That is absolutely ridiculous. In America, we understand that America didn’t create religious liberty. Religious liberty created the United States. This isn’t new. Remember Hillary Clinton a few weeks ago in response to a different contest said those of us who are pro-life need to have our religious beliefs changed. Our religious beliefs aren’t between us and Hillary Clinton. They’re between us and God, and we’re not changing them just because she doesn’t like them. The Supreme Court’s decision didn’t end the debate—it simply ignited a new debate and that is about the assault on our First Amendment and religious liberty rights. The left wants to silence us. We will not be silenced.
Since the ACLU’s lawsuit against Jindal’s executive order directly contradicts the public materials the group has put out before and the legal arguments the group has made in court, Jindal said it “absolutely” proves that this is purely political.
“They are for religious liberty except when it turns out there’s an evangelical Christian being persecuted,” Jindal said.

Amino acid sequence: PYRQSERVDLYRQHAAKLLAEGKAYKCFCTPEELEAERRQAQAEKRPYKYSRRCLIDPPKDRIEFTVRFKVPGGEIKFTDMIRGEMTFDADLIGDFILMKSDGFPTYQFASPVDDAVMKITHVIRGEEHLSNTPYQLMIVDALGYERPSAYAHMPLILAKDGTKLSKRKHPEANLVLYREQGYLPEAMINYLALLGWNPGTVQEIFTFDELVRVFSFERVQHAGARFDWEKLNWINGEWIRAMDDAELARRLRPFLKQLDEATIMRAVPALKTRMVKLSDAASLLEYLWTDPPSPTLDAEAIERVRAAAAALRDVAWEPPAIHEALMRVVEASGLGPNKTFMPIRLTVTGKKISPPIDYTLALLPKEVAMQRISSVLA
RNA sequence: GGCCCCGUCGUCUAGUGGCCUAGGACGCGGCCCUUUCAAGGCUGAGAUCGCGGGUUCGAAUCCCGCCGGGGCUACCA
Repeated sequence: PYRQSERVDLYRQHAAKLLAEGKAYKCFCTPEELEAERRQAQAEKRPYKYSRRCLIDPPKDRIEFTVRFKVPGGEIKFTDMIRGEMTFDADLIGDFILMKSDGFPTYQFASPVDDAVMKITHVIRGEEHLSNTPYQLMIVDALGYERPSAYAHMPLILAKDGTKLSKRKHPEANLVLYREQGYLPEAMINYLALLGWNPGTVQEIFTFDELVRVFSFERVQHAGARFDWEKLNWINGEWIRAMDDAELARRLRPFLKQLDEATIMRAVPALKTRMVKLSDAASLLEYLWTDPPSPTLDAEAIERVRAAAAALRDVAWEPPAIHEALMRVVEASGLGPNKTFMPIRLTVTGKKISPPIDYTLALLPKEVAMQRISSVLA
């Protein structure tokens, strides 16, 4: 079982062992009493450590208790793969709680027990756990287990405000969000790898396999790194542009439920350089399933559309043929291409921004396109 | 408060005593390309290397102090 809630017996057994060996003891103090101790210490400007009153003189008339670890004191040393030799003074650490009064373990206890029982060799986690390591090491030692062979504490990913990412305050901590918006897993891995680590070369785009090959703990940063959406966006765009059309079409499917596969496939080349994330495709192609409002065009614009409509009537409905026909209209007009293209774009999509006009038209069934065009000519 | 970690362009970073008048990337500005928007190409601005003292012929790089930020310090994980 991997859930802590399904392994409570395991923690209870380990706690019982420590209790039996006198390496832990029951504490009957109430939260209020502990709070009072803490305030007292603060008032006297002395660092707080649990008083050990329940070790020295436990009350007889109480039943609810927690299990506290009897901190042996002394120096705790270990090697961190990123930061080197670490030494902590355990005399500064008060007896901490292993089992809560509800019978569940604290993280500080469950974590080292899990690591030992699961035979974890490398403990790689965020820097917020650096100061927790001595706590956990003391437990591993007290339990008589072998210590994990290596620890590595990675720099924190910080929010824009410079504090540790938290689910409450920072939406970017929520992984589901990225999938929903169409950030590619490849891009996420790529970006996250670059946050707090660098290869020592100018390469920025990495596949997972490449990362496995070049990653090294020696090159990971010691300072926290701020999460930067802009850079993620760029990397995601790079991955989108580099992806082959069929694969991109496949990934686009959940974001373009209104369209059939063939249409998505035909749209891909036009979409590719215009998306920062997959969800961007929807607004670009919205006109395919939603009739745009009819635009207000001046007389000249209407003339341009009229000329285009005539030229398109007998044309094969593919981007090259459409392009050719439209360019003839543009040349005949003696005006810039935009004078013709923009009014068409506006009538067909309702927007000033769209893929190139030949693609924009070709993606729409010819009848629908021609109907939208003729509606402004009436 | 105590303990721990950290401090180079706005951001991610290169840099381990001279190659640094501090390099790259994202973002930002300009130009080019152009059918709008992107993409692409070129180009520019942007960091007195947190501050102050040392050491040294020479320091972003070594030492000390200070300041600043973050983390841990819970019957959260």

The reality is they were for these birth rights before it meant protecting Christians from gay marriage. This is absolutely political by the ACLU, by Hillary Clinton and by President Obama and look everybody knows—it’s obvious that—President Obama’s and Hillary Clinton’s views on marriage evolved as the polls evolved. It’s the easiest thing for a politician to do: Evolve on this issue. Let me tell you a dirty little secret. There are a bunch of Republicans in D.C. who are glad the court ruled the way it did. The reality is they view this as a distraction, and they weren’t just happy with this ruling they were happy with the Obamacare ruling because they don’t want to do the hard work coming up with a replacement plan. Only in D.C. is losing called winning. Jeb Bush says we’ve got to be willing to lose the primary to win the general—all that means is they want us to try to make the left and the media like us. I’ve got a different idea: What if the Republican Party actually embraced our own principles? What if we actually fought to win? In this case and others? We need to actually stand up for religious liberty, we need to stand up for our First Amendment rights, and this is not a new struggle. Our Founding Fathers went through this too. That’s why they put it in the First Amendment to the Constitution. They came down on the side of God in the public square. They came down on the side of individuals being able to live our lives 24 hours a day, seven days a week according to our religious beliefs. I wish the ACLU, I wish President Obama, I wish Hillary Clinton better understood not only our history but the Constitution as well.